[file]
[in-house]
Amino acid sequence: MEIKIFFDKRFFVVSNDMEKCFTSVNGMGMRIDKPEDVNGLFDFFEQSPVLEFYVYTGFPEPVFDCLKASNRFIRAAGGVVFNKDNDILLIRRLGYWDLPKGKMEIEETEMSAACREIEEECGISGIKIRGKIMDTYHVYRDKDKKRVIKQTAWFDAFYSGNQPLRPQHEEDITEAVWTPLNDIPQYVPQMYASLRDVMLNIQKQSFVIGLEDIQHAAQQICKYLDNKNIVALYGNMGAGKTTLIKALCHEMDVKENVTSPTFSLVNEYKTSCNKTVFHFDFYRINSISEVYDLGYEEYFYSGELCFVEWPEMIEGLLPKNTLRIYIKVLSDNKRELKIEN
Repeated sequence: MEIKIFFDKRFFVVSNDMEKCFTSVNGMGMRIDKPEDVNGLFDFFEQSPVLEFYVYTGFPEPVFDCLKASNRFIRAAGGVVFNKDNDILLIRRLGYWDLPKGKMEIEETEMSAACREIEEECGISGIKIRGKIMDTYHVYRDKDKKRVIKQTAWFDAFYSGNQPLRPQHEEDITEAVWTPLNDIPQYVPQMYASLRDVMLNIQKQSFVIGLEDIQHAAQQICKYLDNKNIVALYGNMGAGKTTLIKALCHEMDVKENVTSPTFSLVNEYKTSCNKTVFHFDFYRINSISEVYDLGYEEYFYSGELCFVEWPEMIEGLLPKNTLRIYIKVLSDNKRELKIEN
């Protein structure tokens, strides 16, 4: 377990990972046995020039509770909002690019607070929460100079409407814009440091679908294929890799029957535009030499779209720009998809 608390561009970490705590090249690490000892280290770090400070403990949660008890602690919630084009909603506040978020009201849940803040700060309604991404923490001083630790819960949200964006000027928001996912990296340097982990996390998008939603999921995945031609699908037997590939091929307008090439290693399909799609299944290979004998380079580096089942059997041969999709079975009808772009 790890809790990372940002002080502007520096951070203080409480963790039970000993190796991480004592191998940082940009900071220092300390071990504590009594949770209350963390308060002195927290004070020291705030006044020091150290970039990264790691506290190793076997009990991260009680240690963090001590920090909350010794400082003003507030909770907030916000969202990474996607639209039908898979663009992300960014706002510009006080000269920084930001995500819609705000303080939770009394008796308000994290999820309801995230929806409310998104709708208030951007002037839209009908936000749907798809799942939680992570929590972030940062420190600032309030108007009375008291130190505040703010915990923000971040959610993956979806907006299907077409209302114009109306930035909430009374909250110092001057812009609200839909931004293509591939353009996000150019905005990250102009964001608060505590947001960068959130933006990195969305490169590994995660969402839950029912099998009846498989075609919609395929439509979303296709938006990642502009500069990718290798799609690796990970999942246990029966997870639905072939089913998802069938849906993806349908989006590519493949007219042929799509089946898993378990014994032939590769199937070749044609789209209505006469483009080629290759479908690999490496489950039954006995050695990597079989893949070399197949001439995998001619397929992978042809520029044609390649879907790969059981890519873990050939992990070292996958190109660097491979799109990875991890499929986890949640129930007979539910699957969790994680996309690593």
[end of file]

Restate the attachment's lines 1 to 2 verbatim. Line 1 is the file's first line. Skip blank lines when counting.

[in-house]
Amino acid sequence: MEIKIFFDKRFFVVSNDMEKCFTSVNGMGMRIDKPEDVNGLFDFFEQSPVLEFYVYTGFPEPVFDCLKASNRFIRAAGGVVFNKDNDILLIRRLGYWDLPKGKMEIEETEMSAACREIEEECGISGIKIRGKIMDTYHVYRDKDKKRVIKQTAWFDAFYSGNQPLRPQHEEDITEAVWTPLNDIPQYVPQMYASLRDVMLNIQKQSFVIGLEDIQHAAQQICKYLDNKNIVALYGNMGAGKTTLIKALCHEMDVKENVTSPTFSLVNEYKTSCNKTVFHFDFYRINSISEVYDLGYEEYFYSGELCFVEWPEMIEGLLPKNTLRIYIKVLSDNKRELKIEN